Every year a group of Afri-centered folk meet at the Coney Island beach to give honor to the ancestors and those who've recently transitioned. No bufoonery. No self-degradation. No dissension. Just beautiful Black people coming together as one for one sole purpose, and it ain't a Lil Wayne concert! This is the real cool. Our cool. Or do you still want to forget?
Photos by Ocean Morisset
Wednesday, June 10, 2009
Harlem lost another angel...
Barbara J. Cochran helped so many of us keep our spirits up, including my students who saw her as the ultimate student activities enforcer. Lady B had a knack for telling it like it is without mincing her words, so if you were accustomed to mere formalities
you were in for a rude awakening! Truth is, those of us who earned Barbara's respect knew the softy behind the rough edges. She'd give you the world if it was in her power to do just so; and in speaking with folks who attended her wake--standing room only, by the way--or showed their respect in private like I did by lighting a white candle and sending her off in unition with the words of a reverand who'd never seen so many praisers fill up a funeral home, you would've thought that St. Nicholas Ave was letting Sugar Hill know that sweet popularity is not made of stone!
Each of us carries with them their own story to share sbout B. How they first met her, what they learned from her, how she turned their catastrophe into a minor setback that was soon resolved in a flash of a sec, followed by the usual words-- What else you need?
I first met Barbara when she was helping Streetsmarts--now a grassroots movement still spearheaded by my first son, Logic--organize a campus event. She was no nonsense yet gave us love because of our dedication to the Community. She had never seen an ordinary student club do extraordinary things like helping ex-convicts get into college and addressing the high number of students on academic probation, so needless to say we stood out from the crowd. But it became clear to me that the one who was making the most difference was the Lady herself. And after chipping away at that don't bring me no mess attitude 'til she couldn't stand it any longer, I finally got to see the doting mother in her, as she in turn got to know the street comedian behind my seriousness. From that point on, we had each other's backs. She got my frustration with Black on Black mess and I got why she chose to give CBS News an interview on cancer. I'm that much in love with my people, even when they dis me and she was that much of a champion to offer others who might benefit from her fortitude. The members of People In Action later gave B a plaque for inspiring such humility on and off campus; and, as a kind of award for our own efforts to make a difference, she said though she had received several awards before, ours was the first one that didn't have the word service insribed. We hadn't even considered that until she pointed it out to us. It was a peek at the possibility that perhaps one of Harlem's angels hadn't felt appreciated. But sometimes gratitude and recognition don't reveal themselves until the person's gone. Or what I prefer saying, transitions. Because we don't die, y'all. We simply move on to yet another level of awareness and form.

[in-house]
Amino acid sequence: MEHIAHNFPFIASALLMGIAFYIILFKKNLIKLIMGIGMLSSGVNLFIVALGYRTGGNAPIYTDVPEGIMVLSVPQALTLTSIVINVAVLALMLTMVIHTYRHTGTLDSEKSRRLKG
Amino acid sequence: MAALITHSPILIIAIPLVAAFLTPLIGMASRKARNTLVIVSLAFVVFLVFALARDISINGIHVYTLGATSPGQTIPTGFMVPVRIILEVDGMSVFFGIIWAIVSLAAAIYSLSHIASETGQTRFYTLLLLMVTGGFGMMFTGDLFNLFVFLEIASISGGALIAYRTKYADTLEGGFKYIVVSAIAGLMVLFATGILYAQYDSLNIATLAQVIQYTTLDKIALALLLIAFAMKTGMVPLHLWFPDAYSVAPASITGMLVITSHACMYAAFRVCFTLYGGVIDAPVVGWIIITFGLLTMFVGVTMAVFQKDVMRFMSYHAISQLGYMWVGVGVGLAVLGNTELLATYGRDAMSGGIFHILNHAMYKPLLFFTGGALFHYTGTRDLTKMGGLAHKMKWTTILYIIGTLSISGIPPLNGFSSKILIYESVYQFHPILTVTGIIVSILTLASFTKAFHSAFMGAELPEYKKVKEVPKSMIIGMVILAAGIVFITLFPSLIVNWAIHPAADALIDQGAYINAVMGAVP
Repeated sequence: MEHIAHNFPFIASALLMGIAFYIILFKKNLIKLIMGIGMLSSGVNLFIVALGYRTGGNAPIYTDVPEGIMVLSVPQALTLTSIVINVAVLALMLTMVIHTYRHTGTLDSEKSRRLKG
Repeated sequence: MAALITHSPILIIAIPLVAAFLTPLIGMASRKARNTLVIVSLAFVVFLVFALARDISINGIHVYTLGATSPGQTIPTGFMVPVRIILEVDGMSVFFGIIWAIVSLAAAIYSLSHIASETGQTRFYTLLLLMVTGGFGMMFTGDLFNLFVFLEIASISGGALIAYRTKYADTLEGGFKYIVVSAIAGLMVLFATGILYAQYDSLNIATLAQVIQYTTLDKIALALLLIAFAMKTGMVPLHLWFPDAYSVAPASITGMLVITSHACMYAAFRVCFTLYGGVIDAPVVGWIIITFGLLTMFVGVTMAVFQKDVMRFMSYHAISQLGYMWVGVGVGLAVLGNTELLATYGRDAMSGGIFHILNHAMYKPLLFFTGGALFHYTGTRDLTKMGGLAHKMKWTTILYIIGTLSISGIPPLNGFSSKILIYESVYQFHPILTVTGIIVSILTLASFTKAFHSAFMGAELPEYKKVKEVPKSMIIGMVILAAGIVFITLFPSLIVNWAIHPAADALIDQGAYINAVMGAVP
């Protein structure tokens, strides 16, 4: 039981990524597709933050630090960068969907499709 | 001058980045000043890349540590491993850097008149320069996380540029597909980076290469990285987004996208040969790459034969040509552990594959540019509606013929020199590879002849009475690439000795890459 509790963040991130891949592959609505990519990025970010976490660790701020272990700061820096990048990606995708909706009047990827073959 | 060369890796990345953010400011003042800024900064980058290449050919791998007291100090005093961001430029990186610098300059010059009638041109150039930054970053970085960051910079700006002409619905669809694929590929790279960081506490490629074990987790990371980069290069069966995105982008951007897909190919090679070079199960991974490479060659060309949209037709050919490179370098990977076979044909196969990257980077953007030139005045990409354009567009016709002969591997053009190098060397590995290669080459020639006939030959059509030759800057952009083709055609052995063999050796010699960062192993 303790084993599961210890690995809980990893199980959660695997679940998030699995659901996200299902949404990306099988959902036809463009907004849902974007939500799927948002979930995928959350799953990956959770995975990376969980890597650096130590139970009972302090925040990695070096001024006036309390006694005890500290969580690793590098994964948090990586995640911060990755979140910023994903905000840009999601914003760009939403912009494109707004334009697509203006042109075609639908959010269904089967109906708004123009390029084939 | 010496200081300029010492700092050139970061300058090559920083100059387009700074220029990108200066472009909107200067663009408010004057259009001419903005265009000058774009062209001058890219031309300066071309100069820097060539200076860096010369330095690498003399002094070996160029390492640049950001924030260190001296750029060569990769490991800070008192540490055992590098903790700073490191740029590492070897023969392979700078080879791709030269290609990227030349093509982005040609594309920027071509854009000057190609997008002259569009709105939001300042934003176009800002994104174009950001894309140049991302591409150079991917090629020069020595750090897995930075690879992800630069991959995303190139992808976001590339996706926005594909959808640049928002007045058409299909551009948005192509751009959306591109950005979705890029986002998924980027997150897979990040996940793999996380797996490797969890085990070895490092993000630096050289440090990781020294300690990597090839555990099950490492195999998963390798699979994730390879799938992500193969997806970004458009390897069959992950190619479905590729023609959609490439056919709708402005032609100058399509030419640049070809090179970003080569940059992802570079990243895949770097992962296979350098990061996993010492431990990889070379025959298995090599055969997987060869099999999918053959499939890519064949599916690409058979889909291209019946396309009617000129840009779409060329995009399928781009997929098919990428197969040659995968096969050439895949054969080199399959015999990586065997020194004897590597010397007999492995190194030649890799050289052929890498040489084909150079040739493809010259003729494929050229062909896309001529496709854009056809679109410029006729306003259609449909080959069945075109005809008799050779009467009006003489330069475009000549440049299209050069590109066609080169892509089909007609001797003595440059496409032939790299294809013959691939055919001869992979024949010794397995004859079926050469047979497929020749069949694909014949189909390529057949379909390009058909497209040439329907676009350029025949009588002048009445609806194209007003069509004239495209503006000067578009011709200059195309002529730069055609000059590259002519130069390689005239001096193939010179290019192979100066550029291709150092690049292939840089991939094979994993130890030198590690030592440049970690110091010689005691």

I'm not even gonna try to pass on to you the kind words I heard the speakers offer. Just know that Barbara leaves us three beautiful children to look after for her and a family that deserves our utmost respect for having given us such a loving, real and forgiving spirit. She was also daddy's little girl. It wouldn't be fair to either of them if I didn't mention this. They say when you move on, a friendly face is there to greet you. I'm betting dad and daughter are now smiling and hugging one another, and then looking at us saying, What else you need?
A special mention to Lady B's best friend too, Mary Gabrielle Lauture who's shown us what loyal friendship looks like. The two eventually made my office their home and I feel blessed to have also witnessed such a bond. I can only offer my sincere condolences to you, as well as to all others who may be missing B's laughter, colorful outfits, sharp mind and the ability to turn kool aid into Thanksgiving!
We will always love you, Barbara.
1/24/63 - 5/30/09
Wednesday, June 3, 2009
The Borough of Manhattan Community College's Learning Resource Center has added my book in their collection of literary works by CUNY faculty and staff, so kudos to them for supporting local talent!!!
And for those who are just now hearing about my book, Before You Fly Off is a youth and parent guide for inner-city African American female teens from a father's perspective.
Volume 2 of the book is scheduled for release this summer.